An axiom is the starting position of a theory, accepted within the framework of this theory as true without requiring its proof and used as the basis for proving its other provisions according to the rules of logical inference adopted in it. Logical inference allows you to transfer the truth of the axioms to the consequences derived from them.
- An axiom can be interpreted as some expression of the symbolic language of calculus, if further reasoning is understood as the conclusions using it within the framework of this calculus. In this case, the reason for accepting the axioms is the very definition of the calculus in question. Here doubts about the acceptance of the axioms are meaningless.
- An axiom can be interpreted as some kind of empirical hypothesis, if further reasoning is understood as a branch of physics systematically developed on its basis. In this case, the reason for accepting the axiom is the belief in the regularity of nature, expressed by this hypothesis. Here, doubts about the acceptance of the axiom are not only meaningful, but also desirable.
- An axiom can be interpreted as an agreement to understand the terms involved in the formulation of a certain judgment, in any way, but still in such a way that, in understanding, the formulation under consideration expresses a true judgment. This is the case when further reasoning is understood as the conclusion of obviously true consequences from an ambiguously understood initial judgment. Here, doubts about the acceptance of the axiom are meaningless. When this kind of axiom is used within a scientific theory, it is often referred to as a meaning postulate.
- An axiom can be interpreted as a statement assessed as necessarily true (apodictic), if further reasoning is understood as any systematically developed doctrine that claims epistemological perfection (Euclid's geometry, Descartes' metaphysics, Spinoza's ethics, Fichte's science, Hilbert's metamathematics) . In this case, the reason for accepting the axiom is evidence of a special cognitive ability (intuition) for direct observation of certain (often called self-evident) truths. It is absurd to doubt the axioms within the framework of this claim, but the question of the justification of this claim itself is one of the deepest and most open problems in philosophy.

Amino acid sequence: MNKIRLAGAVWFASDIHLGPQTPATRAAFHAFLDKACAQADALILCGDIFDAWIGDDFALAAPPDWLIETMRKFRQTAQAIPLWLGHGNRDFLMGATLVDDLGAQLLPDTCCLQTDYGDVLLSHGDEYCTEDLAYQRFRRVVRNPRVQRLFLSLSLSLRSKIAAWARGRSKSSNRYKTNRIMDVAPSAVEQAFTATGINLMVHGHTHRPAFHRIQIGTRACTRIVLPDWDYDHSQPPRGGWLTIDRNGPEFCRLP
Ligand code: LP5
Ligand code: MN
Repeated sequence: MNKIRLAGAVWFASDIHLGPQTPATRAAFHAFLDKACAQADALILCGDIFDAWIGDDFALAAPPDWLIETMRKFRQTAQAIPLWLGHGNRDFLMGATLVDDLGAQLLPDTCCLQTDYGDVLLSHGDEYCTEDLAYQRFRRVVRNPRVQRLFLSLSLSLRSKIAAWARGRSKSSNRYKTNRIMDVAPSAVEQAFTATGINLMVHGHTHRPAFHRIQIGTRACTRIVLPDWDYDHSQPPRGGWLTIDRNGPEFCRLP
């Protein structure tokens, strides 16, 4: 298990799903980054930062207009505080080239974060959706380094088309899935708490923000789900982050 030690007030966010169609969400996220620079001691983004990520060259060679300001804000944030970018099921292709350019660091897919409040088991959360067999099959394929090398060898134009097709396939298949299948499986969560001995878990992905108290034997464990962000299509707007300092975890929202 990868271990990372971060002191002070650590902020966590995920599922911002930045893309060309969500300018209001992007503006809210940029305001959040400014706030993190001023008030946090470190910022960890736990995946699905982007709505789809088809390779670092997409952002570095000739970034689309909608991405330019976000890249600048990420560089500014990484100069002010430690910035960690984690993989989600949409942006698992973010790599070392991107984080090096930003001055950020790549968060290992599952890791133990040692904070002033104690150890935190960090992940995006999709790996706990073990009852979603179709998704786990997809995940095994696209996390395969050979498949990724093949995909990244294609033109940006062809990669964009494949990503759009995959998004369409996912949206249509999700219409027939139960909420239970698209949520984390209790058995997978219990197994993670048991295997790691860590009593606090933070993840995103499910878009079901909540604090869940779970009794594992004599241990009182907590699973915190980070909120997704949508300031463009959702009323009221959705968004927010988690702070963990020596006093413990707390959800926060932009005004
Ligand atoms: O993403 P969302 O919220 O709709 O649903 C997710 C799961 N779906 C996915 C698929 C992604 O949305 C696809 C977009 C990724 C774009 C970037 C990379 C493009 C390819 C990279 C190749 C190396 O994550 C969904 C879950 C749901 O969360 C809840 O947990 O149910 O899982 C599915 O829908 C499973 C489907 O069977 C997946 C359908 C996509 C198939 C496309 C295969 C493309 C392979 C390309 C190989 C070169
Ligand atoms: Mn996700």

It is an approach to knowledge acquisition in which axioms are first developed and then new theories are formulated with their help.
There is only one straight line through any two points.
- Each point on a line divides this line into two parts so that points from different parts lie on opposite sides of the given point. And points from one part lie on one side of the given point.
- On any ray from its beginning it is possible to postpone only one segment equal to the given one.
- Segments obtained by adding or subtracting respectively equal segments are equal.
- Each straight line on a plane divides this plane into two half-planes. Moreover, if two points belong to different parts, then the segment that connects these two points intersects with a straight line. If two points belong to the same part, then the line segment connecting these points does not intersect the line.
- From any ray on a plane in a given direction, only one angle can be set aside, which is equal to the given angle. All angles are equal.
- Angles are equal if they are obtained by adding or subtracting correspondingly equal angles.
Given a line and any point not lying on this line, then only one single line can be drawn through it, which will be parallel to this first given line.
This axiom has two consequences:
a line that intersects one parallel line necessarily intersects another;
If two lines are parallel to a third, then they are also parallel to each other.